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Friday October 31st 2014

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News of the Weird

By Chuck Sheppard

In January, a baby was born to Canadians Kathy Witterick and David Stocker, but seven months later, they still have not revealed to family or friends whether little “Storm” is a boy or a girl. The couple are intending to raise Storm free of gender-specific cultural stereotypes (i.e., such things as domesticity, aggressiveness, preferences for arts or mathematics) because society tends to overvalue “boy” norms. On a larger scale, in Stockholm, according to a June Associated Press dispatch, the 33 Swedish preschoolers at the Egalia school socialize in daily environments scrubbed of all gender references. For example, boys and girls alike play with kitchen toys and building materials, and when playing “family,” parental roles are interchangeable. Critics say the children will be left unprepared for the “real” world.

Who Knew? “The streets of 47th Street are literally paved with gold,” said one of New York City’s gold wranglers, as he, down on all fours and manipulating tweezers, picked specks of gold, silver and jewels that had fallen off of clothing and jewelry racks as they were rolled from trucks into stores. The man told the New York Post in June that he had recently earned $819 in redemptions for six days’ prospecting.

New, on the News of the Weird Food Cart (1) grasshopper tacos (at San Francisco’s La Oaxaquena Bakery, but pulled in June by local health authorities, who were concerned that the bakery was importing Mexican insects rather than using American ones); (2) cicada ice cream (at Sparky’s Homemade in Columbia, Mo., but also yanked off sale by local health authorities in June); (3) maggot-melt sandwiches (which are just what you suspect—cheese and dead maggots—at the California State Fair in July).
• In June, scientists at China’s Agricultural University in Beijing announced that they had produced human breast milk from genetically modified dairy cows and expect supplies to be available in supermarkets within three years. Employing technology once used to produce the sheep “Dolly,” researchers created a herd of 300 modified cows, which yielded milk that was reported as “sweeter” and “stronger” than typical cow milk.

Growing Up Early (1) A loaded handgun fell from the pocket of a kindergarten student in Houston in April, firing a single bullet that slightly wounded two classmates and the “shooter.” (2) Prosecutors in Grant County, Wis., filed first-degree sexual assault charges recently against a 6-year-old boy, stemming from a game of “doctor” that authorities say he pressured a 5-year-old girl into in 2010. (3) Lakewood, Colo., police, attempting to wrest control of a sharpened stick that a second-grade boy was using to threaten classmates and a teacher, gave him two shots of pepper spray. (The boy had just finished shouting to police, “Get away from me you f—ers.”)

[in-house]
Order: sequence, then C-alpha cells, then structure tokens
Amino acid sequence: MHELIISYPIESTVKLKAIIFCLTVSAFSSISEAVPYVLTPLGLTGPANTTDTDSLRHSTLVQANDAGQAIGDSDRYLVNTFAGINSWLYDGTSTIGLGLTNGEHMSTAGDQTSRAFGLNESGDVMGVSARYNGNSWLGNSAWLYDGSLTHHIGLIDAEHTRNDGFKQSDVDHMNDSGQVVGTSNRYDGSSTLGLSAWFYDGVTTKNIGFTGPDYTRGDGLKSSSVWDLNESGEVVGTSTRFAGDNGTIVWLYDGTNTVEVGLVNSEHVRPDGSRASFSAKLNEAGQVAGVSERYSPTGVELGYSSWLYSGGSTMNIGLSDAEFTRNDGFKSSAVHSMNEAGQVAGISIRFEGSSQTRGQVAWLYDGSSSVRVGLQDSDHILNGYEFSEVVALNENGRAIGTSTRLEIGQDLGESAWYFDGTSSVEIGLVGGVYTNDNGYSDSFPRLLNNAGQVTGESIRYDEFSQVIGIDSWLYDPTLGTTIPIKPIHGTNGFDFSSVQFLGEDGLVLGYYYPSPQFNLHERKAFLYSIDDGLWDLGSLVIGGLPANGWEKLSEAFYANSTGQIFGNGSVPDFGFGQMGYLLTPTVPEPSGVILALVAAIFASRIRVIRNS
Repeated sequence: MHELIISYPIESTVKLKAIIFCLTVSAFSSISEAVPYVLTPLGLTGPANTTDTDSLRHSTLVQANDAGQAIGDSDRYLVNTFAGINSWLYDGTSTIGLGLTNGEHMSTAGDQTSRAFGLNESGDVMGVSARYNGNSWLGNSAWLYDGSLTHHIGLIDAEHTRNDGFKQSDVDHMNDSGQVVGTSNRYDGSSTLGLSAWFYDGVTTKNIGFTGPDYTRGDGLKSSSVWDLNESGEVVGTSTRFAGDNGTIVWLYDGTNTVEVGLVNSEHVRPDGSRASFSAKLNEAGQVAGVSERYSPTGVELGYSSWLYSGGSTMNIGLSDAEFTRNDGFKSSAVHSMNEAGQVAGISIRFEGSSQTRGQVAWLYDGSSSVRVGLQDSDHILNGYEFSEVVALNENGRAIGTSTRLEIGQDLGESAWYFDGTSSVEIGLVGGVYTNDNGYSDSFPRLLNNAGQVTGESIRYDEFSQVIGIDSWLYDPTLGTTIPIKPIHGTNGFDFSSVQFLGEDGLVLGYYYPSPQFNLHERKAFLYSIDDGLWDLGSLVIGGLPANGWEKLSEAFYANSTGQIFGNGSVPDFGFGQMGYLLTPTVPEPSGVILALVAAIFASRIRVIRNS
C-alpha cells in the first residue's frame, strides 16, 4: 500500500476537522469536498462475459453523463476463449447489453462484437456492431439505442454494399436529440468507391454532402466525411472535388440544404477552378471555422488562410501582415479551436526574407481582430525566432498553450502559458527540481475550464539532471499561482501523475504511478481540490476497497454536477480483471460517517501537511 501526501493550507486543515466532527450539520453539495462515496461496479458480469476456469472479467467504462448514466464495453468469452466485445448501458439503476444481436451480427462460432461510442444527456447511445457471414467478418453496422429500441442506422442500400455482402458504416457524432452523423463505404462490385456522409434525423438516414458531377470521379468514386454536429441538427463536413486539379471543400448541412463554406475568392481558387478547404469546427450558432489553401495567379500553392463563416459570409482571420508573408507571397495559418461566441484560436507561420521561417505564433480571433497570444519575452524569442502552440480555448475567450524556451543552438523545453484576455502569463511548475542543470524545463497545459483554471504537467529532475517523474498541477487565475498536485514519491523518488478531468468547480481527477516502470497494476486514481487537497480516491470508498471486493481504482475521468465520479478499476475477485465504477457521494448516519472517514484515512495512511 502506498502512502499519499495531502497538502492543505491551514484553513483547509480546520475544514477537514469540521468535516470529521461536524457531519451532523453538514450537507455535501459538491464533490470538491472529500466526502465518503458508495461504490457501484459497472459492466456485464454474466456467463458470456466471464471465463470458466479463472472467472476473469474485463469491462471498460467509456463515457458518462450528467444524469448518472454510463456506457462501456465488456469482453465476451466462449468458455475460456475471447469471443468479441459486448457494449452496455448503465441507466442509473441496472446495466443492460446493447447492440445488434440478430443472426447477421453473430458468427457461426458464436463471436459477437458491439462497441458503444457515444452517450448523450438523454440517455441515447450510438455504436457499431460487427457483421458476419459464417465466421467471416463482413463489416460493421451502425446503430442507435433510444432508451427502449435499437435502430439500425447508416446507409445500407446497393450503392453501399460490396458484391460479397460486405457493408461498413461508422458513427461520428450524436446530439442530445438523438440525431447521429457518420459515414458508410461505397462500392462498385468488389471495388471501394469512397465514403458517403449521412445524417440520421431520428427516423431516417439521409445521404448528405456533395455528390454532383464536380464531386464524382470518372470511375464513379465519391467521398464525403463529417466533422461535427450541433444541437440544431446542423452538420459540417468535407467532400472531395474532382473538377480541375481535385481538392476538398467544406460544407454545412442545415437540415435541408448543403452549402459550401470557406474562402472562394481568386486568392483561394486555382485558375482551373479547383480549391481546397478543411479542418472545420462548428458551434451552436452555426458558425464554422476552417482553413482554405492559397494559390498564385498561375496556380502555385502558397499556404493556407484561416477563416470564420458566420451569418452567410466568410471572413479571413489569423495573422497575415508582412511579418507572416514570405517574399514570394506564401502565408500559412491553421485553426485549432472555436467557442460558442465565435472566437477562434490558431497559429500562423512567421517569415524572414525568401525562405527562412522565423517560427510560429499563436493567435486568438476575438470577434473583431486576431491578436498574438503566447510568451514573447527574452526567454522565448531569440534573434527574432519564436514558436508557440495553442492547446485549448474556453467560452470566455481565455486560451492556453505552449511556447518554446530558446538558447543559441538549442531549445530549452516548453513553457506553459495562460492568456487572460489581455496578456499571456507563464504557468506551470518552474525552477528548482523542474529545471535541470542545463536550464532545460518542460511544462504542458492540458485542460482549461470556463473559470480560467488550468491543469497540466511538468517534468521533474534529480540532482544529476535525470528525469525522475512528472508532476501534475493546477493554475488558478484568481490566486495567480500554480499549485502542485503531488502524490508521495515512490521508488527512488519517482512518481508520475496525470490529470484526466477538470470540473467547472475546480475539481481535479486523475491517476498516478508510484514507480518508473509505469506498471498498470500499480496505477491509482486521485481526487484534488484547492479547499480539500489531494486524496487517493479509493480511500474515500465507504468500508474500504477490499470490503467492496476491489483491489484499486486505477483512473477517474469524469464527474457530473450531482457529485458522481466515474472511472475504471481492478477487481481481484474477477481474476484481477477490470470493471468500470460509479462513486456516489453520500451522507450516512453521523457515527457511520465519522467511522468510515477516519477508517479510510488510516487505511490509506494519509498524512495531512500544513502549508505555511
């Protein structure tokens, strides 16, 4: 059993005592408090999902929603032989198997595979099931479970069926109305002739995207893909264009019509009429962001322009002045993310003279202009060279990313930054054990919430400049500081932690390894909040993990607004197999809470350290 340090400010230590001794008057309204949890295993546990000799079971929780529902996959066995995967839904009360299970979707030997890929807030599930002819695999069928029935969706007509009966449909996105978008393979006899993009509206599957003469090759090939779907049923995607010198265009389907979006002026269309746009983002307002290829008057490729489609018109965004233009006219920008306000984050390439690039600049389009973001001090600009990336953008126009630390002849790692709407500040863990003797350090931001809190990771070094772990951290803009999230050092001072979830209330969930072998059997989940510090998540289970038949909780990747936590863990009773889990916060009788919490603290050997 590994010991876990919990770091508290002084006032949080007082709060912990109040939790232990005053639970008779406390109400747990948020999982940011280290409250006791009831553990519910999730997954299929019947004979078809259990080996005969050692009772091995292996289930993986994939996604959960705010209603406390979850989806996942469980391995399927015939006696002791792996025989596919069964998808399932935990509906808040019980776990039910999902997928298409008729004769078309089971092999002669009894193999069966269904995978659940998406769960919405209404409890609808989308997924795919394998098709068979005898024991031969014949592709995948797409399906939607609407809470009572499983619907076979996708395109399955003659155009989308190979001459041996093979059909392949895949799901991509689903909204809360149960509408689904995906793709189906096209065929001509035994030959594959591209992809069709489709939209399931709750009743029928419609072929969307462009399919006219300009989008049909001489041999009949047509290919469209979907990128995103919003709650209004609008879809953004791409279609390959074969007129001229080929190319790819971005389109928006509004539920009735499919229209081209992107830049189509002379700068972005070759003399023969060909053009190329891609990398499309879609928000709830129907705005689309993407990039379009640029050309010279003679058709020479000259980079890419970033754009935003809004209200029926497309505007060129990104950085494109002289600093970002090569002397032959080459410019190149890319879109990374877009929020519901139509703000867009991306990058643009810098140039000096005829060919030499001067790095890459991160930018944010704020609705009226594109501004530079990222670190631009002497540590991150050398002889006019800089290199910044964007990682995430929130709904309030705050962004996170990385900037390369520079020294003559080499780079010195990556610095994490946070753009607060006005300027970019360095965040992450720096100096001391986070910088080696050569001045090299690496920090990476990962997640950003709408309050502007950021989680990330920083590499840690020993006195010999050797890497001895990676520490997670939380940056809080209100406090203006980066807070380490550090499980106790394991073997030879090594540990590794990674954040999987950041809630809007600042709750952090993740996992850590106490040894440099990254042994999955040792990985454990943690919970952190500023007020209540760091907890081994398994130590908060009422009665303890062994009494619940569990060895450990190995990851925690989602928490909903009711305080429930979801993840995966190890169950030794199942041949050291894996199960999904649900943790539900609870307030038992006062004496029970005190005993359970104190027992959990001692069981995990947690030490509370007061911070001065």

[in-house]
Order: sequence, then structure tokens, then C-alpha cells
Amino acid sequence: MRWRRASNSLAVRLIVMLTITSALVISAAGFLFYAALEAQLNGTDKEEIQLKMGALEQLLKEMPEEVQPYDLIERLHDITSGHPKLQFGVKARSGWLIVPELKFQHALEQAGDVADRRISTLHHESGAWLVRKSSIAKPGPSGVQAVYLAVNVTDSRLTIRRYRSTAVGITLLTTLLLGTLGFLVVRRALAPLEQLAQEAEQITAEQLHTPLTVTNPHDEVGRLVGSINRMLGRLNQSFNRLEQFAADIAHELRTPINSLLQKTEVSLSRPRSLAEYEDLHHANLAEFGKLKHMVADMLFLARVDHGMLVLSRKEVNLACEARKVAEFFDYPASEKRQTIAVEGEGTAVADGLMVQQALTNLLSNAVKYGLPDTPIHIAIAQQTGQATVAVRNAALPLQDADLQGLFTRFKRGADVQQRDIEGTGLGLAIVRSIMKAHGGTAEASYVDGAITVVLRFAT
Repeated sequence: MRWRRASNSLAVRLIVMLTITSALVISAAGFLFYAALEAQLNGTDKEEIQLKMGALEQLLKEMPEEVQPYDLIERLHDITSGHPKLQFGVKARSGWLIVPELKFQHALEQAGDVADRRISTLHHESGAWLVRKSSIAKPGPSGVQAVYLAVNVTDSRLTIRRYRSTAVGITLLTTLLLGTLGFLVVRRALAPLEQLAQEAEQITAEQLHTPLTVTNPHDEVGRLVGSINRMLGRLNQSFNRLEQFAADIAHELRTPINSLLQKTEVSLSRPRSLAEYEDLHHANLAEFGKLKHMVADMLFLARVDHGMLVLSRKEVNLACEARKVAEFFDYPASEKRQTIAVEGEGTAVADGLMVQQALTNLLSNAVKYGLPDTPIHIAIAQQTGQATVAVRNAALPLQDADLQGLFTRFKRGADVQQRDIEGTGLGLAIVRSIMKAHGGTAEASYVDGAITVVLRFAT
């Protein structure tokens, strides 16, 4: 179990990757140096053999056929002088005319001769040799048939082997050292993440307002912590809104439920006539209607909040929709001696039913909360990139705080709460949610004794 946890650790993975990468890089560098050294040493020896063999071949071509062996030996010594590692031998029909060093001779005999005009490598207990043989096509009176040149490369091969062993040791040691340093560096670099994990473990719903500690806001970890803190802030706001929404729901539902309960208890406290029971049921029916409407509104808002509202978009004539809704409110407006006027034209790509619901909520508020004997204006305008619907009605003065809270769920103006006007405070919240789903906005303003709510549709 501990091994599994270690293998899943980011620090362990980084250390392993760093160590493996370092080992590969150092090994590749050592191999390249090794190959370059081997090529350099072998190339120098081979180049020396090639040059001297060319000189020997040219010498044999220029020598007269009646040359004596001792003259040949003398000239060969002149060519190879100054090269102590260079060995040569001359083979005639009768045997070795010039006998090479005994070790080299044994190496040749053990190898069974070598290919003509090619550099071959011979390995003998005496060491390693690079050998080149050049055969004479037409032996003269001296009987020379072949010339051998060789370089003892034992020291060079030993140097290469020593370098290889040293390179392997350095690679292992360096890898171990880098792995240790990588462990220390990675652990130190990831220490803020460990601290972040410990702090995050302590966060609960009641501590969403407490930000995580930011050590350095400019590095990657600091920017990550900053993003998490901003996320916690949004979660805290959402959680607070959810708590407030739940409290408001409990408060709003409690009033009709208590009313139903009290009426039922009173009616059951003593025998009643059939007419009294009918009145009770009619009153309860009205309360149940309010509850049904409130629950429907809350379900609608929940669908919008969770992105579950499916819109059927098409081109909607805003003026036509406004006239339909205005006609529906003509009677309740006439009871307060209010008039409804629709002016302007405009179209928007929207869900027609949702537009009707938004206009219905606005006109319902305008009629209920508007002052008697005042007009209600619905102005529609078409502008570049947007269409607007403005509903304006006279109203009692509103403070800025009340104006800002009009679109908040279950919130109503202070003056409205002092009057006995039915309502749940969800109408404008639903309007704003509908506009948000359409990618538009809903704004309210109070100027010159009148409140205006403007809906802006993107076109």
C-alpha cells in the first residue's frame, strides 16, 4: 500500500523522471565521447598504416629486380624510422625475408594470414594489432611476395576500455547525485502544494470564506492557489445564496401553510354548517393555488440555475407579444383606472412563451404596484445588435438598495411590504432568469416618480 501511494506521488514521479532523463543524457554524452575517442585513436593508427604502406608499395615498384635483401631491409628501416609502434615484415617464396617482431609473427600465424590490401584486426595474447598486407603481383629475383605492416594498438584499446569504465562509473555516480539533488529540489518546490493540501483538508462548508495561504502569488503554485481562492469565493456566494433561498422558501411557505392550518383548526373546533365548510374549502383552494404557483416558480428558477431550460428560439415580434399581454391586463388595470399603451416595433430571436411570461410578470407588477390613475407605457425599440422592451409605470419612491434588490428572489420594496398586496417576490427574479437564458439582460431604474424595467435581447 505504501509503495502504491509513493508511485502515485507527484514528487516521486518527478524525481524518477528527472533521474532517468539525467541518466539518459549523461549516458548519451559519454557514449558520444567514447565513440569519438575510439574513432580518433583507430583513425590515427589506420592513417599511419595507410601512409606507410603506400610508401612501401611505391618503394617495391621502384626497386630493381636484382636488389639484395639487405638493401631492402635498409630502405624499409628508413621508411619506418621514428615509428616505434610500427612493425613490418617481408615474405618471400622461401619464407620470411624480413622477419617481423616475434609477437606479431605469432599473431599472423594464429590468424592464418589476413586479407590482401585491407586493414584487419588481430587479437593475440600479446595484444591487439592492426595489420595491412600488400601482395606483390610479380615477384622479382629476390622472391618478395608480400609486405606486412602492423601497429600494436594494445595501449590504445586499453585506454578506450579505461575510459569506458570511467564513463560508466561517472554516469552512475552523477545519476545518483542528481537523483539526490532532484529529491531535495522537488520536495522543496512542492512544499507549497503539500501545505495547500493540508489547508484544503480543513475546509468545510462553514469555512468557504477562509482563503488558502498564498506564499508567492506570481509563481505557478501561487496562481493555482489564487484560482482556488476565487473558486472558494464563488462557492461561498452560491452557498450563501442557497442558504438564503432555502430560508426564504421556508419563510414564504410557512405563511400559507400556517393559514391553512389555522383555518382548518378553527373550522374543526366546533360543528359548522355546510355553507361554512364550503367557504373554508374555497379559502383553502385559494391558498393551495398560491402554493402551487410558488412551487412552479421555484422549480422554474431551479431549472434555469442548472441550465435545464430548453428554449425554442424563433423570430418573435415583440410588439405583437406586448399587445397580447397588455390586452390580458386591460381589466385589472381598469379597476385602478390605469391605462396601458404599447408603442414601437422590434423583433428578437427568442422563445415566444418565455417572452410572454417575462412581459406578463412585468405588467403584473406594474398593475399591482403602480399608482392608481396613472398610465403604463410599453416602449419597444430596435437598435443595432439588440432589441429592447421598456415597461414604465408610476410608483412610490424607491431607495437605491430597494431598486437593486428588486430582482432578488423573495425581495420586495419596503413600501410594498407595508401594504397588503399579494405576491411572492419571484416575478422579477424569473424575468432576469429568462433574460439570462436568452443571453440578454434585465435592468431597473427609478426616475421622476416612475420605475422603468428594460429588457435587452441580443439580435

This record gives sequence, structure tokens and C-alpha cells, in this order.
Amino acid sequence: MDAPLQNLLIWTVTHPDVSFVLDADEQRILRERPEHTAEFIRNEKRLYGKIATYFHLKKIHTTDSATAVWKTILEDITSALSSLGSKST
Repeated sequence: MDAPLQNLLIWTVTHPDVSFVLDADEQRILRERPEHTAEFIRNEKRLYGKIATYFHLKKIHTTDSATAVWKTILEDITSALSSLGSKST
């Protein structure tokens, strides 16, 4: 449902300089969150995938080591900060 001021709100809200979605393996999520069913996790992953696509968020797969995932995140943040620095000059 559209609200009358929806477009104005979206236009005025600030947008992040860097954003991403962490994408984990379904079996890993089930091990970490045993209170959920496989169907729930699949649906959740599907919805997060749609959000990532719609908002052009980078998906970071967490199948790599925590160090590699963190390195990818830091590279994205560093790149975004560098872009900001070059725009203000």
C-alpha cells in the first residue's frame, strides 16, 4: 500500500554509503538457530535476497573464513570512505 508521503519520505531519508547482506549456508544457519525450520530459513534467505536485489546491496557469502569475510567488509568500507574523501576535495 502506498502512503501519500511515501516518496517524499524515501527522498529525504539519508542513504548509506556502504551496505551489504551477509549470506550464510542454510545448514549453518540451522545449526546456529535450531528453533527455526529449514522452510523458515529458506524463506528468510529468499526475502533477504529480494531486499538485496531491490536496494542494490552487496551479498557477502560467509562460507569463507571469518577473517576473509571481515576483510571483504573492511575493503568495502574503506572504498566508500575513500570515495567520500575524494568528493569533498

Leading Economic Indicators In June, officials of California’s Alvord Unified School District announced that their brand-new, $105 million high school, Hillcrest, would remain unused for the coming school year (and perhaps beyond) — because the budget-strapped state does not have $3 million to run the school for a year. (In any event, it costs $1 million per year just to maintain the building to prevent its deterioration.)

Full-Circle-Outsourcing A Mumbai, India, company, Aegis Communications, announced in May that it will hire about 10,000 new employees to work in its call centers fielding customer service problems for U.S.-based companies. However, those jobs are not in India. Aegis will outsource those jobs to Americans, at $12 to $14 an hour, at nine call centers in the United States.

Recurring Themes News of the Weird has mentioned various overseas prisons where crime kingpins serve time in relative comfort (through bribery or fear), but according to a June New York Times dispatch, Venezuela’s San Antonio prison (which houses the country’s drug traffickers) is in a class of its own. San Antonio’s four swimming pools frequently host inmates’ families and “guests,” who lounge with barbecue meals and liquor. Paid “bodyguards” pass the time shucking oysters for alpha-dog-inmate Teofilo Rodriguez. DirecTV dishes serve the cells. Drug-smuggling via guards is so prevalent that Venezuelan locals actually visit the prison to buy the surplus (which they carry out because guards only “search” them upon entering). Rodriguez’s enforcement is backed up by an openly displayed arsenal of guns. Said a Russian drug trafficker-inmate, “This is the strangest place I’ve ever been.”

People Who Accidently Shot Themselves Recently Sean Murphy, 38, destroyed most of his finger trying to shoot off a wart (South Yorkshire, England, June). A Secret Service agent (assigned to Nancy Reagan) shot himself in the hip holstering his gun (Ventura, Calif., February). A 17-year-old boy, playing with a gun in bed, shot himself in the testicles (Orlando, February). A training officer at the Ohio Peace Officer Academy shot himself in the thigh (December). Sheriff Lorin Nielson of Bannock County, Idaho, shot himself in the hand (December). Johnathan Hartman, 27, holstering his gun in his back pocket (after threatening his girlfriend), shot himself in the butt (Billings, Mont., December). A man trying to scratch his nose with a pellet gun shot himself in the face (Amherst, Mass., November).